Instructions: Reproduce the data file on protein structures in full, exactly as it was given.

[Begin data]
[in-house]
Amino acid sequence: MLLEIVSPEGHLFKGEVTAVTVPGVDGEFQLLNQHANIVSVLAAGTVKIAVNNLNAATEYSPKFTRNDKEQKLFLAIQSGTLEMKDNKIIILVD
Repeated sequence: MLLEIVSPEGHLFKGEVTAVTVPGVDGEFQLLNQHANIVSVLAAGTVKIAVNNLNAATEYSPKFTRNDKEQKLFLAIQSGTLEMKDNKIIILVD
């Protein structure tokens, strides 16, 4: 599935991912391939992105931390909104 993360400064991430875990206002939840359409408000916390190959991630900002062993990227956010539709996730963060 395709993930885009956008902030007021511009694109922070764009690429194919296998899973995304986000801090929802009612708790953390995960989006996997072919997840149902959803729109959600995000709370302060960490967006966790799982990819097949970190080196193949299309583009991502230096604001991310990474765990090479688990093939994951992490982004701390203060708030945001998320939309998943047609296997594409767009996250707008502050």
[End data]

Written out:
[in-house]
Amino acid sequence: MLLEIVSPEGHLFKGEVTAVTVPGVDGEFQLLNQHANIVSVLAAGTVKIAVNNLNAATEYSPKFTRNDKEQKLFLAIQSGTLEMKDNKIIILVD
Repeated sequence: MLLEIVSPEGHLFKGEVTAVTVPGVDGEFQLLNQHANIVSVLAAGTVKIAVNNLNAATEYSPKFTRNDKEQKLFLAIQSGTLEMKDNKIIILVD
């Protein structure tokens, strides 16, 4: 599935991912391939992105931390909104 993360400064991430875990206002939840359409408000916390190959991630900002062993990227956010539709996730963060 395709993930885009956008902030007021511009694109922070764009690429194919296998899973995304986000801090929802009612708790953390995960989006996997072919997840149902959803729109959600995000709370302060960490967006966790799982990819097949970190080196193949299309583009991502230096604001991310990474765990090479688990093939994951992490982004701390203060708030945001998320939309998943047609296997594409767009996250707008502050």